Catalog of the Fine Arts Collection
Please note that the St. Johnsbury Athenaeum prohibits the use of images from its collection in public exhibition, broadcast, electronic reproduction or publication in any form without prior written permission from the institution.If you would like to reproduce any of the Art Gallery images in any form, contact us at 748-8291.
Sanford R. Gifford (1823-1880), American
Sanford Gifford's art is notable for its radiance. Like a number of his peers working in the aesthetic mode known today as luminism, Gifford approached light and atmosphere as a medium through which to perceive the world, and he rendered their presence with great subtlety. Gentle gradations of tone and color characterize his art, and the figures and objects that inhabit his landscapes are kept to the margins so that they do not impede the fullest appreciation of the effulgent atmosphere in the distance. In The View from South Mountain, in the Catskills, two climbers join us on the heights to share our experience of the panoramic expanse.
New York's Catskill Mountains loom large in Gifford's art. He was raised in the nearby town of Hudson, and his experience of the Catskills therefore formed an integral part of his life and art from the very beginning. By the 1860s, Gifford had succeeded America's pioneering Hudson River School landscapist, Thomas Cole, as the Catskills' leading artistic voice. Throughout the Civil War years of the early 186os, whenever he was on leave from his service in the army, Gifford made visits to his best-loved sites in the region, perhaps deriving comfort from their familiarity and peaceful grandeur. He first depicted this particular view during one of his wartime visits in 1863, only to revisit it ten years later in this work. This vantage obscures the famous nearby tourist hotel, the Catskill Mountain House, emphasizing our unobstructed view of the sky from the mountain's peak. The shattered limbs in the foreground remind us that nature is not always so peaceful.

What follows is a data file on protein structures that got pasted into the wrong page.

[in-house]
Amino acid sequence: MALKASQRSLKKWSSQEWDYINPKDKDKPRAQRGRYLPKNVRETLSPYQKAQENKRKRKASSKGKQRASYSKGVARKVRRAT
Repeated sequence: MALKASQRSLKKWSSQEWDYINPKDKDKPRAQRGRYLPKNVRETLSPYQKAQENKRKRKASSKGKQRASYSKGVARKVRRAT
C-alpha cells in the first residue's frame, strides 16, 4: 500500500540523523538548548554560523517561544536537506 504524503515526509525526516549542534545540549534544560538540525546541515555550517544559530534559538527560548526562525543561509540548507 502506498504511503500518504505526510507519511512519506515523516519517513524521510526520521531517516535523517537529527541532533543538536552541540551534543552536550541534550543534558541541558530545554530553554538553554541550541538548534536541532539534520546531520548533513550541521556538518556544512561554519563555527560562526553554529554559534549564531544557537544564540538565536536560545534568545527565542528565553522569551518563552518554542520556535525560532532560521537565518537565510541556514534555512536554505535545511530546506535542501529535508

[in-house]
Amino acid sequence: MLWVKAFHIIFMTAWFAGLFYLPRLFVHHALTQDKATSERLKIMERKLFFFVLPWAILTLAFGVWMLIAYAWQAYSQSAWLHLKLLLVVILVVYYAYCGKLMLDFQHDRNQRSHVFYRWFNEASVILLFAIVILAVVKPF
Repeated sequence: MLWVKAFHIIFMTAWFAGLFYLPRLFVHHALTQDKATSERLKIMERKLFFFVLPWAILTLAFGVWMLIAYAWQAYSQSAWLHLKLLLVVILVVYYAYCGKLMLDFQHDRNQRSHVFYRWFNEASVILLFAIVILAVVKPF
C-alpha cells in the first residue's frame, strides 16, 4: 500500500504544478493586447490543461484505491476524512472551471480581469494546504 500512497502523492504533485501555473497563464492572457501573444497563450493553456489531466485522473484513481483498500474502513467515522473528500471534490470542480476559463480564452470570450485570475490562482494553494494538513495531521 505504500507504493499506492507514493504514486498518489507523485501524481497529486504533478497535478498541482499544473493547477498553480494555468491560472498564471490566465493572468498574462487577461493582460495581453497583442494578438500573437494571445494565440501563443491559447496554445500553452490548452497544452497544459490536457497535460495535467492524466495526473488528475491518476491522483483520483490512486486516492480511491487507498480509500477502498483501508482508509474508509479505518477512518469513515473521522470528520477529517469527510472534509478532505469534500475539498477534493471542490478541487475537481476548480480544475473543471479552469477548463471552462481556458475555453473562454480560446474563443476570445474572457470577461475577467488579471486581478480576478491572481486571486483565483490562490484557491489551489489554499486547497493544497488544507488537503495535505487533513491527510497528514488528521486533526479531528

Despite extensive travels throughout the world from the mid-i85os until his death in 1880, Gifford returned to the Catskills again and again. His visits undoubtedly influenced his approach to the many and diverse landscapes of the world that he visited during his life, from Europe, to the Middle East, to Alaska.